Mary Ann Hawley grew up and attended college in Syracuse, New York. It wasn’t until the early ’80s, when she landed an advertising job in the Big Apple, that her tastes in design developed. “I had a couple roommates and they brought me to Rowayton [Connecticut],” she recalls. She fell in love with the sailing community and the crisp New England clothes and the architecture. “It was so very cottage-y,” she says.
Fast-forward to meeting the man who became her husband, who had a large, rambling Victorian in Stamford, Connecticut. While they were dating, he was sent to London. She stayed behind to “do” the house, prepping it to rent out. “That’s when I learned about staging,” Hawley says.
After the wedding, Hawley moved to London. In Belgravia, they had a five-story townhouse. After the children came, she studied interior architecture and design at the Chelsea College of Art and Design and London South Bank University and set about remodeling.
The Belgravia house was “done,” she said, meaning central heating was installed, as well as yards of chintz to finish it. “It was beautiful, but I felt smothered,” Hawley says. By then she’d become a devotee of the architect John Pawson, a noted minimalist. “His work frames my thinking,” she says. “I love the austerity and the feeling of sanctuary.”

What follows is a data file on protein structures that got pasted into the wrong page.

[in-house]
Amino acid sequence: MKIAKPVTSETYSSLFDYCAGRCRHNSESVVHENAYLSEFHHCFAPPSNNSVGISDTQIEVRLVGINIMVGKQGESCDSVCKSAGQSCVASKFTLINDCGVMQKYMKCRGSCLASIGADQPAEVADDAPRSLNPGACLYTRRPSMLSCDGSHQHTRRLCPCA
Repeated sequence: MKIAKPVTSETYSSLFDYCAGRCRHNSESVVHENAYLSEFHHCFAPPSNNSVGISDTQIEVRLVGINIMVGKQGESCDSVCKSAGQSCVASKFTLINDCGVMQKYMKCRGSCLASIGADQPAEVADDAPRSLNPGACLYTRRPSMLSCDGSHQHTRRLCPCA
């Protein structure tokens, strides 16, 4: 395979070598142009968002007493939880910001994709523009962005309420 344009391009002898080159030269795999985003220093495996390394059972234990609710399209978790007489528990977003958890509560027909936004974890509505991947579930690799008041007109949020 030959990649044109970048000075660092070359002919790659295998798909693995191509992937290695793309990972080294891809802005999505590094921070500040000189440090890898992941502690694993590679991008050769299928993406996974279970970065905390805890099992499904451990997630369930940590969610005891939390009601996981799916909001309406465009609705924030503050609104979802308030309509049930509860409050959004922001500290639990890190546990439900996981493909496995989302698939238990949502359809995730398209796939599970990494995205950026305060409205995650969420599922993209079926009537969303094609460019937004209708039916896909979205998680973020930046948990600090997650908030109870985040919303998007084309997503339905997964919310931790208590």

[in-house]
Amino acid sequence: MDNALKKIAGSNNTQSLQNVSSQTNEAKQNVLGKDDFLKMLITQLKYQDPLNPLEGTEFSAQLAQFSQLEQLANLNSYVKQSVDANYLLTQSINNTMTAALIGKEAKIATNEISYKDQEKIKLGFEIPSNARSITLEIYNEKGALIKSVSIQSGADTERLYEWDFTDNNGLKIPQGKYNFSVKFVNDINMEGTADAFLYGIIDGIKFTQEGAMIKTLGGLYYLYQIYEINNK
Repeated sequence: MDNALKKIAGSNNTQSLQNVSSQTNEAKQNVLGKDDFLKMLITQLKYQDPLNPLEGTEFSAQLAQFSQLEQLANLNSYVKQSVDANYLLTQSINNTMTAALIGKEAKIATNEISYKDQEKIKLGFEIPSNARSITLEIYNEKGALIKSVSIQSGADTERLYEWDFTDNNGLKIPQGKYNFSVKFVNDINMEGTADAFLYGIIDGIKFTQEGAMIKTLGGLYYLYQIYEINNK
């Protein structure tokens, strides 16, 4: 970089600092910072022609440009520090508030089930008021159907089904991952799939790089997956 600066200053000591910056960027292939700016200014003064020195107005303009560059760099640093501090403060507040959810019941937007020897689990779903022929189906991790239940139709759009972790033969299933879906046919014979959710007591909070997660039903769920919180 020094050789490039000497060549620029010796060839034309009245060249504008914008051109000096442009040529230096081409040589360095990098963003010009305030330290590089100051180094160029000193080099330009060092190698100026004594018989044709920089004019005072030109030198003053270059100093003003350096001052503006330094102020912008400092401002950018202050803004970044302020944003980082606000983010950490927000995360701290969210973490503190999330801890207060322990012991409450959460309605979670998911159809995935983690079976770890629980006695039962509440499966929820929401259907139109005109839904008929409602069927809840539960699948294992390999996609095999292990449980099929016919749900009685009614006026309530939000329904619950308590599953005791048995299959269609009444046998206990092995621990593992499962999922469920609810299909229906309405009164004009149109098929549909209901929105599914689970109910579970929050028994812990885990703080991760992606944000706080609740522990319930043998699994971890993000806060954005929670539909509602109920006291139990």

After 20 years in London, the Hawleys headed east in 2002, living in Tokyo for several years when her husband’s work required another move. “I love the Asian idea of our fragile place in nature,” Hawley says.
It was that spirit of nature and love of minimalism that informed her choices when she designed and built Rochambeau Farm, her 10,000-square-foot Bedford residence on 67 acres (originally part of Daisy Hill Farm), in 2010. While Rochambeau is a classic New England farmhouse design known as “Big House, Little House,” a Japanese aesthetic prevails.
Inside, the décor is a marvelous but spare mash-up. Fine art hangs on the walls, but the chairs and sofas are from Crate & Barrel. A pair of lamps is from Target. Many of the furnishings Hawley designed herself or brought back from Europe. Her bed is Stickley. There is a Noguchi coffee table.
“I prefer a classic private-school look,” she says. “I’m geeky-preppy and proud.” Mixed in with that classic Connecticut look, her decades in London wed her to the British style popularly known as Sloane Ranger, an Hermès-scarf-enhanced, haute equestrian style favored by Princess Diana.
Her Katonah shop, Uovo Moderno, is about sharing how the Hawleys live. In addition to a well-edited selection of housewares, Ana Rose, Hawley’s daughter and business partner, makes organic soy candles sold exclusively at the store. The hand-poured and -packaged candles come in an array of beguiling scents including Pineapple Sage, Grapefruit Mango, and Island Hibiscus.
Hawley’s newest passion is sailing. One could say it is a return to Rowayton. No doubt her love of navy blue and military trim will find its way into her design schemes in the future. Stay tuned.